Containment order

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In the mathematical field of order theory, a containment order is the partial order that arises as the subset-containment relation on some collection of objects. In a simple way, every poset P = (≤, X) is (isomorphic to) a containment order (just as every group is isomorphic to a permutation group - see Cayley's theorem). To see this, associate to each element x of X the set

 X_\leq(x) = \{ y \in X | y \leq x\} ;

then the transitivity of ≤ ensures that for all a and b in X, we have

 X_\leq(a) \subseteq X_\leq(b) \mbox{ precisely when } a \leq b .

There can be sets S of cardinality less than |X| such that P is isomorphic to the containment order on S. The size of the smallest possible S is called the 2-dimension of S.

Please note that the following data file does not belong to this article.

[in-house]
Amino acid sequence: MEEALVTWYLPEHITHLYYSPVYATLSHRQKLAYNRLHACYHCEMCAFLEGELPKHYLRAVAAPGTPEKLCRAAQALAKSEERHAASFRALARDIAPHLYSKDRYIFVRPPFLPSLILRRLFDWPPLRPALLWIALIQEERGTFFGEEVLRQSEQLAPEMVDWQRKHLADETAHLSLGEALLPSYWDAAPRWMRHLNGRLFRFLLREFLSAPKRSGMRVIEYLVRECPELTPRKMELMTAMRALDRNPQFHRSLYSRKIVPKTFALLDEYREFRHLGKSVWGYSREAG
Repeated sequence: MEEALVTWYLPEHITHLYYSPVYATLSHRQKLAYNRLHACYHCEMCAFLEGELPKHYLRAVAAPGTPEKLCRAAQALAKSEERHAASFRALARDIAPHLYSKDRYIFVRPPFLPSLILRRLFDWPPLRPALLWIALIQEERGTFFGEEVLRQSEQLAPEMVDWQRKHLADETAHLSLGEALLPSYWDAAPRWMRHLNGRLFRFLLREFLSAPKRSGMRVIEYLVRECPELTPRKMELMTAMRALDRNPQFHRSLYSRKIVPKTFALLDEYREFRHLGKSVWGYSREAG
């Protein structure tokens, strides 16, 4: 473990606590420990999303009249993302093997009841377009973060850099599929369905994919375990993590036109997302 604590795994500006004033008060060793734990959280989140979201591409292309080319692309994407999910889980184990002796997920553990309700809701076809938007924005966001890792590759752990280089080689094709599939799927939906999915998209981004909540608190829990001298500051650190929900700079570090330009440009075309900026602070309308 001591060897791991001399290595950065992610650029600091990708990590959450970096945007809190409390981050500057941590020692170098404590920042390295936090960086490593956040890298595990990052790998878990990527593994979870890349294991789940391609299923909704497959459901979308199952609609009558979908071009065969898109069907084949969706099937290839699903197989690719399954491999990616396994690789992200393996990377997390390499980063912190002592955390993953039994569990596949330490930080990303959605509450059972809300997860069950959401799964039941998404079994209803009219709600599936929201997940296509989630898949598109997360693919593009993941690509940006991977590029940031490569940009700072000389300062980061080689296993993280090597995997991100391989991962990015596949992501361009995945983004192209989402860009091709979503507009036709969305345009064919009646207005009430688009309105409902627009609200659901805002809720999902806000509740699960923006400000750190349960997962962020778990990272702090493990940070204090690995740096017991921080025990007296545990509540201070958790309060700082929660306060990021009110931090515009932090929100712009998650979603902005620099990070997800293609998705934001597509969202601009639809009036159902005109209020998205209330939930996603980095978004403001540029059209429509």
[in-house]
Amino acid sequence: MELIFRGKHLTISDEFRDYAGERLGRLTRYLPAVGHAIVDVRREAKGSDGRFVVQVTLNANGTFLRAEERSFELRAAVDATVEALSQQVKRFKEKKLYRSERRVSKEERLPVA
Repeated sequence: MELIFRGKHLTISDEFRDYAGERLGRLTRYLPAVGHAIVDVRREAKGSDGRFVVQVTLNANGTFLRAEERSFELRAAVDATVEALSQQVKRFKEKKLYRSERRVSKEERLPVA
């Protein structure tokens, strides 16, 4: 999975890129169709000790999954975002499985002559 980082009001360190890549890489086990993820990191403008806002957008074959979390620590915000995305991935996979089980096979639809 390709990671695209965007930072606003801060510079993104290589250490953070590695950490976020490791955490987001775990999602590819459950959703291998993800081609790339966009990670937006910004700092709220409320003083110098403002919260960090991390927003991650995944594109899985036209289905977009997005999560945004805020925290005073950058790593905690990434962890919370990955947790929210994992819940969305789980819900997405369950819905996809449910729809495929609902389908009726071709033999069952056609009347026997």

Several important classes of poset arise as containment orders for some natural collections, like the Boolean lattice Qn, which is the collection of all 2n subsets of an n-element set, the interval-containment orders, which are precisely the orders of order dimension at most two, and the dimension-n orders, which are the containment orders on collections of n-boxes anchored at the origin. Other containment orders that are interesting in their own right include the circle orders, which arise from disks in the plane, and the angle orders.

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